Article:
3. Sparano JA, Gray RJ, Makower DF, et al. Adjuvant chemotherapy guided by a 21-gene expression assay in breast cancer. N Engl J Med. 2018;379(2):111-121. doi: 10.1056/NEJMoa1804710.Patients with advanced pancreatic cancer linked to germline genetic mutations did not see their disease worsen for an additional 3.6 months when treated with olaparib (Lynparza), but an early interim analysis did not show a statistically significant difference in overall survival (OS) either, according to recent study results.
The results of the subset of patients with germline mutations in the BRCA1 and BRCA2 genes were also published in the New England Journal of Medicine. Topline results were released in February.
Pancreatic cancer affects nearly 57,000 Americans annually; once it spreads, fewer than 10% of patients are alive 5 years after initial diagnosis. About 4% to 7% of patients with pancreatic cancer have a germline BRCA mutation. The poly (ADP-ribose) polymerase (PARP) inhibitor olaparib is sold by Astra Zeneca and Merck. AstraZeneca and a grant from the National Institutes of Health funded the study.
The phase 3 study, called POLO (Pancreas Cancer Olaparib Ongoing), included 154 patients; 92 received olaparib at 300 mg twice a day and 62 received placebo. The 154 patients had confirmed BRCA1/2 mutations via use of the BRACAnalysis CDx companion diagnostic from Myriad Genetics. It is currently the only FDA-approved test to find germline BRCA1/2 mutations.
To be eligible for the randomized controlled trial, the patients had to have received at least 16 weeks of continuous first-line platinum-based chemotherapy, with no evidence of disease progression. The primary end point of the study, median progression-free survival, was significantly longer in the olaparib group than in the placebo group (7.4 vs 3.8 months; hazard ratio [HR] for disease progression or death, 0.53; 95% CI, 0.35-0.82; P = .004). At 24 months, 22% of the patients in the treatment group had not seen the disease progress compared with 9.6% of the placebo group.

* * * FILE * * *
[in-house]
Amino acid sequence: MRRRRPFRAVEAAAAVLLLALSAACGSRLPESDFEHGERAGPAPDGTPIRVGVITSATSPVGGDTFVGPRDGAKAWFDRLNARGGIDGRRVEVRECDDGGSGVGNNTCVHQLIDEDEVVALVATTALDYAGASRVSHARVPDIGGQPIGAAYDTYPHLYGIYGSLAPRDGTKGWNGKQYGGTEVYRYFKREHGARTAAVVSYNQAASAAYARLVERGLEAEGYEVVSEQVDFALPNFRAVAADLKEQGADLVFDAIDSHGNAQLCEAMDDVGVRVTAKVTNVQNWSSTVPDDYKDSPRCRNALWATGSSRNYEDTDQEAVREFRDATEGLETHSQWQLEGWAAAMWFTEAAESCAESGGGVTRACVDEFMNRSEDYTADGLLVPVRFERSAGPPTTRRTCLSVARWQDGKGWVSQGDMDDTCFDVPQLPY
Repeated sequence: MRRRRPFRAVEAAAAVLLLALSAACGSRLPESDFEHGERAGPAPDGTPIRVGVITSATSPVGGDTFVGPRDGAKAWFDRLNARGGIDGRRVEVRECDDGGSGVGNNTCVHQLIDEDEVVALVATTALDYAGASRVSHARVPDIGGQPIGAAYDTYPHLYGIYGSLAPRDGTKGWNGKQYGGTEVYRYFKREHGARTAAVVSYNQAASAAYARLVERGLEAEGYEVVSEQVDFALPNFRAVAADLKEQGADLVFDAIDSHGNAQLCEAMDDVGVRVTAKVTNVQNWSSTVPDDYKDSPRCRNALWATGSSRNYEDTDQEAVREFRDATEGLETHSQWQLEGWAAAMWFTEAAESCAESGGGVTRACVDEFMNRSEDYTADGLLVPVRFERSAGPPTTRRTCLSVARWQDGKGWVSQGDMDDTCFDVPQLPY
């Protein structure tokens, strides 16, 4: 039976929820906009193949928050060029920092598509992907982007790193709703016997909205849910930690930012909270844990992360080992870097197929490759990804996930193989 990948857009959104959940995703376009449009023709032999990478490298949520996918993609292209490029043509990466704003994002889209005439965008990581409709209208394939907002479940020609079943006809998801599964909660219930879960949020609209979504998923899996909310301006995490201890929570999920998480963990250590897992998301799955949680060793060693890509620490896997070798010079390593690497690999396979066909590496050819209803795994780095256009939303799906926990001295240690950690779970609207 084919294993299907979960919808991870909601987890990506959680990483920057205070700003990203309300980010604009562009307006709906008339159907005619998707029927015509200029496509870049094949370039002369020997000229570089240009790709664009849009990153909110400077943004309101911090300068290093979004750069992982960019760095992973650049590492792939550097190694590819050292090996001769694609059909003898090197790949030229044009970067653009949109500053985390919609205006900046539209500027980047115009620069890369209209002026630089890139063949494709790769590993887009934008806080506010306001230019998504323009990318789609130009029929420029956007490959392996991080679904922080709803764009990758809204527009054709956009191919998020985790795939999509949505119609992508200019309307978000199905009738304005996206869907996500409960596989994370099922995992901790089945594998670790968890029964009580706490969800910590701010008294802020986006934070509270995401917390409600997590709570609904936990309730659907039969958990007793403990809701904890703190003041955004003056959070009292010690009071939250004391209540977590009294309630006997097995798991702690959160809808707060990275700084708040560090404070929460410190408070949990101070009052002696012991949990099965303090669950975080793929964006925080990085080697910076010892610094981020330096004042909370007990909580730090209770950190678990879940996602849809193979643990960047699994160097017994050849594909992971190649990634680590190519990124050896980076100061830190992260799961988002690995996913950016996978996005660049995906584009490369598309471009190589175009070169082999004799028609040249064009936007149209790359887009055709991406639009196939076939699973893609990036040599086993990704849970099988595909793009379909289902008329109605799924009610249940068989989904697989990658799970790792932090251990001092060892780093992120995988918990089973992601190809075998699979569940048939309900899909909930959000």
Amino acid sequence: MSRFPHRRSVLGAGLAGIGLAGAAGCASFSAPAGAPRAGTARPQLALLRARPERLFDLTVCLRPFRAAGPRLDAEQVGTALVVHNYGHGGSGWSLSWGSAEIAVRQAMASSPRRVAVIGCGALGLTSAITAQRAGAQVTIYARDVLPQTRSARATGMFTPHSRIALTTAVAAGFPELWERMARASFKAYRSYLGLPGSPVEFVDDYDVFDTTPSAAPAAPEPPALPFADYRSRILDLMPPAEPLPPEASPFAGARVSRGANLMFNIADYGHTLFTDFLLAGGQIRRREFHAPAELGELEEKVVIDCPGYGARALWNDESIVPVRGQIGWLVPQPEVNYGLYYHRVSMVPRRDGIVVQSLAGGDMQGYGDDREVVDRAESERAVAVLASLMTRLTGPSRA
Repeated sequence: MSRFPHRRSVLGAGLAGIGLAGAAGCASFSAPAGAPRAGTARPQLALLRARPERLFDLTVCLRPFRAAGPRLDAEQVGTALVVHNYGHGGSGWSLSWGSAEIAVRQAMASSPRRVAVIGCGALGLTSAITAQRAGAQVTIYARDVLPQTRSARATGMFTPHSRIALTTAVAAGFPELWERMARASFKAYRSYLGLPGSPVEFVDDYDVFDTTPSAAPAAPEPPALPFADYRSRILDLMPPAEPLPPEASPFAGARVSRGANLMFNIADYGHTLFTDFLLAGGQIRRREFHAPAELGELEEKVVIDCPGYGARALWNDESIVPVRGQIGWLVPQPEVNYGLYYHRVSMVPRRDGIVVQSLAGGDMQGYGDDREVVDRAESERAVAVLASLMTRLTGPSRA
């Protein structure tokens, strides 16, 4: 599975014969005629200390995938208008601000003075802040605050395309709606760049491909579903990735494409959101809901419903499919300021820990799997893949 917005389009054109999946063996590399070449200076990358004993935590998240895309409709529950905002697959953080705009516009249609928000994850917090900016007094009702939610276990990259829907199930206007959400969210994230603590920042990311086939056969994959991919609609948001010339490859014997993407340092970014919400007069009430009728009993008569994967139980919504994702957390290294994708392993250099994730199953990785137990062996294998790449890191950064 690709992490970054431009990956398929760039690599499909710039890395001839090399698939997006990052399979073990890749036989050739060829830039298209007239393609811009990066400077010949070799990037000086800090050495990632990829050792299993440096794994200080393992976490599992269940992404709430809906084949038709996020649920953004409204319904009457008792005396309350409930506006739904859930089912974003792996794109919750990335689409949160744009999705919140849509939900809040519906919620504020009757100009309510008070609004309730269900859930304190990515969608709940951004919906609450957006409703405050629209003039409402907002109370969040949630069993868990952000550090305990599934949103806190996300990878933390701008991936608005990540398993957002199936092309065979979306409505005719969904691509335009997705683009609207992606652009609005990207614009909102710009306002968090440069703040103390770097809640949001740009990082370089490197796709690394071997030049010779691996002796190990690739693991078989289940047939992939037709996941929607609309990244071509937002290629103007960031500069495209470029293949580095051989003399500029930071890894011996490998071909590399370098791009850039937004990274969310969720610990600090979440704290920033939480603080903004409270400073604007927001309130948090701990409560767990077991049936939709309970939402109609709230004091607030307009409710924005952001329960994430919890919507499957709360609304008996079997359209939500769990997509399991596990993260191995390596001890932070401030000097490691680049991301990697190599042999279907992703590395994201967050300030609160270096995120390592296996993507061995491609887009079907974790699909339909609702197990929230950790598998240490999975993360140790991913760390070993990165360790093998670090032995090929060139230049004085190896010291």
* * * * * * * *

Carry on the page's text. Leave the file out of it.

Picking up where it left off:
Given the deadly nature of advanced pancreatic cancer, the fact that maintenance olaparib could stop progression for a few months for this group of patients “is really quite remarkable,” said Johnathan M. Lancaster, MD, PhD, the chief medical officer for Myriad Genetics, in an interview with The American Journal of Managed Care ®.
The interim analysis of OS, a secondary end point, showed no significant difference, with a median 18.9 months for the olaparib group and 18.1 months for the placebo group (HR for death 0.91; 95% CI, 0.56-1.46; P = .68). Patient-reported outcomes (health-related quality of life scores) were also not significantly different.
Lancaster said those results are not surprising given the crossover that can occur between different therapies; the study reported that 15% of the placebo group received a PARP inhibitor after disease progression.
“For the first time now, we have the opportunity to use precision medicine intervention to identify patients with pancreatic cancer [who] will likely benefit from PARP inhibition,” he said.
There are a few reasons why the results are important, Lancaster said. POLO has clinical implications for a select group of patients who have few options, and it highlights not only the role of genetic testing for cancer in general but also for pancreatic cancer specifically, where BRCA is more well known for its role for breast and ovarian cancers for some populations. He also noted that the National Comprehensive Cancer Network updated its guidelines earlier this year to recommend universal germline BRCA testing for all patients with pancreatic cancer. In addition, this study defines the potential and very nature of precision medicine, Lancaster said, despite the small numbers and percentages in the study.
“The whole paradigm of precision medicine, is, indeed, to identify the 1 in 20 patients who carry a biomarker and offer them a drug,” as opposed to offering the drug to everyone, where, he said, “the effect is washed out.”
Myriad announced earlier this year that it intends to seek FDA approval to use BRACAnalysis CDx as a companion diagnostic for olaparib in patients with pancreatic cancer; it is already used to identify patients with germline BRCA-mutated advanced epithelial ovarian, fallopian tube, or primary peritoneal
cancer. It is also being studied in prostate cancer.
A first-in-class PARP inhibitor, olaparib is approved to treat multiple indications of advanced ovarian, fallopian, and metastatic breast cancer, including those with both inherited and acquired BRCA mutations. The BRCA1 and BRCA2 genes help cells repair DNA damage, and inherited mutations can make both women and men more likely to develop certain cancers.
Olaparib works by blocking the DNA damage response in cells and tumors.
Golan T, Hammel P, Reni M, et al. Maintenance olaparib for germline BRCA-mutated metastatic pancreatic cancer [published online June 3, 2019]. N Engl J Med. doi: 10.1056/NEJMoa1903387.